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Rapid City trolley service sees steady ridership

October 1, 2018

RAPID CITY, S.D. (AP) — Since 2007, the rise and fall of Rapid City summers have coincided with the arrival and departure of its green and red trolleys.

The retrofitted buses with their turn-of-the-last-century cable car appearance run June 1 through Aug. 31, Monday through Saturday, from 10 a.m. to 5 p.m., providing riders with a narrated tour of city attractions like the Journey Museum, Storybook Island, Dinosaur Park, Founders Park and the Berlin Wall in Memorial Park.

But while another recent Rapid City summer attraction, the Summer Nights series, has undoubtedly brought visitors and dollars to the area, some have questioned whether the trolley service does the same. Upon closer inspection, the service has demonstrated steady ridership with minimal impact to the city’s budget, the Rapid City Journal reported.

This past summer, 7,169 passengers hopped on the trolley for its one-hour circuitous loop, which “begins” at the Milo Barber Transportation Center at 333 Sixth St. but can be boarded or departed at any of the trolley’s 15 stops.

Adult fares are $2 while children 12 years old or younger or 60 years or older — as well as disabled citizens and Medicare card holders — pay $1. One paid fare lasts for the entire day it purchased. In all, the city’s three trolleys, which rotate day to day or week to week, cumulatively drive about 8,000 miles per summer, according to figures provided by the city’s Rapid Transit department.

Taking into account gas, maintenance and drivers’ salaries on one side of the ledger and farebox revenues and federal/state transportation funds on the other, Rapid Transit director Rich Sagen said the cost to city coffers is only about $10,000 annually. By finding temporary employees, the city avoids hiring full-time, benefited employees for the service.

Even the initial purchase of the city’s three trolleys — the trolley service initially started with two, with one for backup before the city reduced its service to one trolley per hour based on demand — didn’t cost the city a dime. Federal transit funds covered 83 percent of the purchase while a private donation from a local resident covered the remaining 17 percent. Overall, the three buses were purchased for $363,814, with two trolleys bought in 2007 and the third in 2008.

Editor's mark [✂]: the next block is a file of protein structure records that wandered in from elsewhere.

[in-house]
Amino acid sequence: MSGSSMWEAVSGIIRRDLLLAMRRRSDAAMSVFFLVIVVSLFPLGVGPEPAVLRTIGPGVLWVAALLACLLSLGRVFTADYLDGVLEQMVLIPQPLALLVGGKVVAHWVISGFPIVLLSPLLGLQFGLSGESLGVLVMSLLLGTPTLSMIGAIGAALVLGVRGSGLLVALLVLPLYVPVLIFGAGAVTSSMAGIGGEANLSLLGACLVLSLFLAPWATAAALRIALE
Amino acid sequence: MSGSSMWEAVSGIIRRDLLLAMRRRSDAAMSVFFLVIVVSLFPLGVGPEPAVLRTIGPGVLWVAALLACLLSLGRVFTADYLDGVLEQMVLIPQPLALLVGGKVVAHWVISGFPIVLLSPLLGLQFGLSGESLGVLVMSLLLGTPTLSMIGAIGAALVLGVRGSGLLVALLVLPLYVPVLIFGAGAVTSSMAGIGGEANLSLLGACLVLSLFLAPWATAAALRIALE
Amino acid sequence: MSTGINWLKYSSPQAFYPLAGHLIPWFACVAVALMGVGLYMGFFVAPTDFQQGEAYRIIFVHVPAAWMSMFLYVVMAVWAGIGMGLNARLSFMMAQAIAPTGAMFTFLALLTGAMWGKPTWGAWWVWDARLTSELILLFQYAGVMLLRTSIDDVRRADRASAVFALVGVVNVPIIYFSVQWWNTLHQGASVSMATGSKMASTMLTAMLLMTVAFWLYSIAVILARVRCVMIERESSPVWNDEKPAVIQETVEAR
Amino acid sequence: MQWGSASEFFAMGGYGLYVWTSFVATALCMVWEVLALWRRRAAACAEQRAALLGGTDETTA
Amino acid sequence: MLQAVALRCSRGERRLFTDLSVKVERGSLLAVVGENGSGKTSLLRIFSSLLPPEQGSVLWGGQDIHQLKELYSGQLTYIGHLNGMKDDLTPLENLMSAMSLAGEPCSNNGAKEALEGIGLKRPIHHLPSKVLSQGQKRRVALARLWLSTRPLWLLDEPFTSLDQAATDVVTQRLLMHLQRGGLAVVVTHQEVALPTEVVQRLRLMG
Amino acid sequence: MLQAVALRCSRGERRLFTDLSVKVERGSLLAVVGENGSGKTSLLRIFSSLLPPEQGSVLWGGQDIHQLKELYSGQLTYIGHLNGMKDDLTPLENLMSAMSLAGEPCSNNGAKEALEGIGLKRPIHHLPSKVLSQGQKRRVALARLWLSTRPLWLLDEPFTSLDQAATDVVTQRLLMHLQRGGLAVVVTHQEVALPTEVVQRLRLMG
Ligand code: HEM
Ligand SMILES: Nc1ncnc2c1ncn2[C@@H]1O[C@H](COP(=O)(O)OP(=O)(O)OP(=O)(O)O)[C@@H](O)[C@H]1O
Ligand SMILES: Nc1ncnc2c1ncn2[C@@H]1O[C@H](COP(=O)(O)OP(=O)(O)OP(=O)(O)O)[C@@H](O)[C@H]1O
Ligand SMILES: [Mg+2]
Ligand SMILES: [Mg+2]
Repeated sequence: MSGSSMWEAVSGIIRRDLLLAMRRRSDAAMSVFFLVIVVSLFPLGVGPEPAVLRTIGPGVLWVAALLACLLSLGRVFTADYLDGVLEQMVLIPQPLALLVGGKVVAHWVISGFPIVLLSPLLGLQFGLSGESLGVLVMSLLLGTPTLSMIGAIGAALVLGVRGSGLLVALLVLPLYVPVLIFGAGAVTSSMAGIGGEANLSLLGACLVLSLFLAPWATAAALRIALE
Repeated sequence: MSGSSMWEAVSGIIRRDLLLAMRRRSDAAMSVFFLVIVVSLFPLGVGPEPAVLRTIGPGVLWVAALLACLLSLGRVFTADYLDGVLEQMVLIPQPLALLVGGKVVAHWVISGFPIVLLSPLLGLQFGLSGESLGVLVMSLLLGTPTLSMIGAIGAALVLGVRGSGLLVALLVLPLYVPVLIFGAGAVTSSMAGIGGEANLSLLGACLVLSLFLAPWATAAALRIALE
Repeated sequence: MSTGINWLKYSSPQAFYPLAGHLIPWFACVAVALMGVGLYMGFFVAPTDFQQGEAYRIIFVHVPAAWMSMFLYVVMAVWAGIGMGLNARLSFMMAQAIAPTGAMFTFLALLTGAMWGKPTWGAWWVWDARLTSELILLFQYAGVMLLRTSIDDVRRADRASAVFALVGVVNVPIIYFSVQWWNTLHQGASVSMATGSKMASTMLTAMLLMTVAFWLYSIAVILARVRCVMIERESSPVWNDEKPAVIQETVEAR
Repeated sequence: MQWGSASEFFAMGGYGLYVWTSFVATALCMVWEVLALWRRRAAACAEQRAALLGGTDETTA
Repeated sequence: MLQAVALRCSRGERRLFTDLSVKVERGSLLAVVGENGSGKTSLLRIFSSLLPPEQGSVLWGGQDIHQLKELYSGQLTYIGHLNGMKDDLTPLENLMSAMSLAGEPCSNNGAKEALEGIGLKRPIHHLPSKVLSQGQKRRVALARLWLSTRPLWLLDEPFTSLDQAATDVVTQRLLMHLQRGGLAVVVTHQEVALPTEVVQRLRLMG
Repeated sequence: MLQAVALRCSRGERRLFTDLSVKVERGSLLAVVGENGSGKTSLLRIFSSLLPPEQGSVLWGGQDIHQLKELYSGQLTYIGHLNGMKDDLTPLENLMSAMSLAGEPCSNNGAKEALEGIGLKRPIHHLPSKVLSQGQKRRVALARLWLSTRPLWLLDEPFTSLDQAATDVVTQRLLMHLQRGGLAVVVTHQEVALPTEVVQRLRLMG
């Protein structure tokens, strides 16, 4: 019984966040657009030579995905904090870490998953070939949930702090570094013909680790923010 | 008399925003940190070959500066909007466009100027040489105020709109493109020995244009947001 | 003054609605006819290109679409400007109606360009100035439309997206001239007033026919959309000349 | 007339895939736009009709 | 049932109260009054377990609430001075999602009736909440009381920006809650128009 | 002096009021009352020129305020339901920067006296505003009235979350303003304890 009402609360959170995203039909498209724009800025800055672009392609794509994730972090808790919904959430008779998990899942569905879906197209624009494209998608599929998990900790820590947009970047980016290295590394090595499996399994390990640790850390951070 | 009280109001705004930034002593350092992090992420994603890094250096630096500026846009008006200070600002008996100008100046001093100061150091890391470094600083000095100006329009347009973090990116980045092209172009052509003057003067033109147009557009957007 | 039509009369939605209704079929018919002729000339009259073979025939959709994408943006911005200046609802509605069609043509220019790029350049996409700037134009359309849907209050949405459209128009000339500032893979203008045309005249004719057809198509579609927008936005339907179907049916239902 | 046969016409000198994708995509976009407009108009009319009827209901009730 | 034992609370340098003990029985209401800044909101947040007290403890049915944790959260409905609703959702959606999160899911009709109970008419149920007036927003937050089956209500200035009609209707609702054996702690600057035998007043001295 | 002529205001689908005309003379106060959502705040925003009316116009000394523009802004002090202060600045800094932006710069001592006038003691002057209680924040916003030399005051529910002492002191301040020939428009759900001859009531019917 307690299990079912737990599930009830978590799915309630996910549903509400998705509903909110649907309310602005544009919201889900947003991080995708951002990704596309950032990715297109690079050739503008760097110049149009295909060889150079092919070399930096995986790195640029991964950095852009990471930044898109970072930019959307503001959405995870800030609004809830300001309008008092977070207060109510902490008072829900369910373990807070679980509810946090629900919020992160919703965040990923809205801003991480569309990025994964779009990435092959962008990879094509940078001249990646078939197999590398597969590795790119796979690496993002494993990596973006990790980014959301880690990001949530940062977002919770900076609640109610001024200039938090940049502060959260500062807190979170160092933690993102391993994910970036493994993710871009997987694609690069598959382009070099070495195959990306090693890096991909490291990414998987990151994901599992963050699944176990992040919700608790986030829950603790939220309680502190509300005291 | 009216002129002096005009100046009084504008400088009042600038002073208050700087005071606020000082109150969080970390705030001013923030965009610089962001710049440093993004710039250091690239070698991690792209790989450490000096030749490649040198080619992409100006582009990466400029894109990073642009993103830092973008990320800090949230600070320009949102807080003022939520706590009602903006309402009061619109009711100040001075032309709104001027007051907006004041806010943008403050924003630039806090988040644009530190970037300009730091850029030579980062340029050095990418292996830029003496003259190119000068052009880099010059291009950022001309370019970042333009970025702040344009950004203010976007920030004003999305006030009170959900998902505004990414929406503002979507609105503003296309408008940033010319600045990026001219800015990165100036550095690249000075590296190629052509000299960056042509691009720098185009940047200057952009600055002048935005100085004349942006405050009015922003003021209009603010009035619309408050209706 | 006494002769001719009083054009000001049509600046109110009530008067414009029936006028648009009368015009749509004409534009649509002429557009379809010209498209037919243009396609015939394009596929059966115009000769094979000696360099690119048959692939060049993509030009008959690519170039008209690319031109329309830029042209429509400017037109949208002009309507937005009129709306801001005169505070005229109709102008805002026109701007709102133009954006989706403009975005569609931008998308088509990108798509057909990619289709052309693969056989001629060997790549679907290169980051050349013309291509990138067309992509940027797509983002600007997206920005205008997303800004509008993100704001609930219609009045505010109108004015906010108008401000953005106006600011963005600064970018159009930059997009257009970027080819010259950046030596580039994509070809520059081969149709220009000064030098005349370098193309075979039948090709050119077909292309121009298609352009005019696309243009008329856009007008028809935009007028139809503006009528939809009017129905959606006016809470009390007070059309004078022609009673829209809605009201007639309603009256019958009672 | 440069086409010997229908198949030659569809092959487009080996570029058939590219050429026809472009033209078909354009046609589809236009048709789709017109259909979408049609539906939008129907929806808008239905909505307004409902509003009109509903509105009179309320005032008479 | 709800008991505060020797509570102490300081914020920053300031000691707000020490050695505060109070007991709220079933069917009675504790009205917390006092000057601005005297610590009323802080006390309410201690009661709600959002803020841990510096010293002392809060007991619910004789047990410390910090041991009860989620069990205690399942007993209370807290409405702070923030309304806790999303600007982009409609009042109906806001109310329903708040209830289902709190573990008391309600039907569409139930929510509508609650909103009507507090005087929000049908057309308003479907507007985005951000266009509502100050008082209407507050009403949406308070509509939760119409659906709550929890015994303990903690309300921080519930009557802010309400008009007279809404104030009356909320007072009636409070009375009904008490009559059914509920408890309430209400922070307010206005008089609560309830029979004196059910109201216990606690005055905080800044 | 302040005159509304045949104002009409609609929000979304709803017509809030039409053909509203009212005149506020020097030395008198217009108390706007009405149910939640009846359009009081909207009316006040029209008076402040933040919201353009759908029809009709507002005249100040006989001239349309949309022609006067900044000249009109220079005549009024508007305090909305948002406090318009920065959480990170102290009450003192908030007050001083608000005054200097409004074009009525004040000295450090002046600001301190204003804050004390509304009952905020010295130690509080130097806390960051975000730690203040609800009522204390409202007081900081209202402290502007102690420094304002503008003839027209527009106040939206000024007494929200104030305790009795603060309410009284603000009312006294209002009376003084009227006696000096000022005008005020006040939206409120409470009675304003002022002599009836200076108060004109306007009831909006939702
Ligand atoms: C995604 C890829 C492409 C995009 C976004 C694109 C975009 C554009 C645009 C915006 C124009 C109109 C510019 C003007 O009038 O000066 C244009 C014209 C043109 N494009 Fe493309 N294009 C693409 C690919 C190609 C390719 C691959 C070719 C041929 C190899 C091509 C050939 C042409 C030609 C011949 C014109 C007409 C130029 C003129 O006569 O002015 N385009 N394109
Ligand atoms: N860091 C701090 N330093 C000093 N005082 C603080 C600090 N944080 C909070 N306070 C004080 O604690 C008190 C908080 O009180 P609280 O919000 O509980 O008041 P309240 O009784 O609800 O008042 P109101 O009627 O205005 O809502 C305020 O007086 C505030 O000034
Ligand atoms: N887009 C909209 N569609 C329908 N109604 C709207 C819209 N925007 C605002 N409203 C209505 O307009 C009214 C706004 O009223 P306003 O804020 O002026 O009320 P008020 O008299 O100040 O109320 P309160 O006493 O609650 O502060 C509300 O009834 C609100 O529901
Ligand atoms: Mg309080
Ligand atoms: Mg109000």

Sagen said the trolley with the most mileage has about 50,000 miles but other than basic maintenance like oil, brake and tire changes, the trolleys have avoided major work thus far. He also said the service, from his perspective, is worth it.

“If you’re riding for the first time and you don’t live here, you’re going to learn a lot about the community,” Sagen said. “There is a lot of real good historical information on there. They may not even know the Journey Museum exists but they go over there and then go ’Hmm, we’re going to have to come back and go to this museum.”

Even Rapid City residents, he said, can learn a thing or two from the ride.

“I just think it adds to the overall experience not just for the tourists but even for people who live here,” he said. “We have people that are repeat riders every season and they call and want to know when it’s starting.”

So next June, as clear spring mornings recede into sultry summer afternoons, expect the red and green trolleys to reappear along city streets. And if you get a moment, consider giving it a shot. As Hunter S. Thompson once advised, “Buy the ticket, take the ride.”

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Information from: Rapid City Journal, http://www.rapidcityjournal.com

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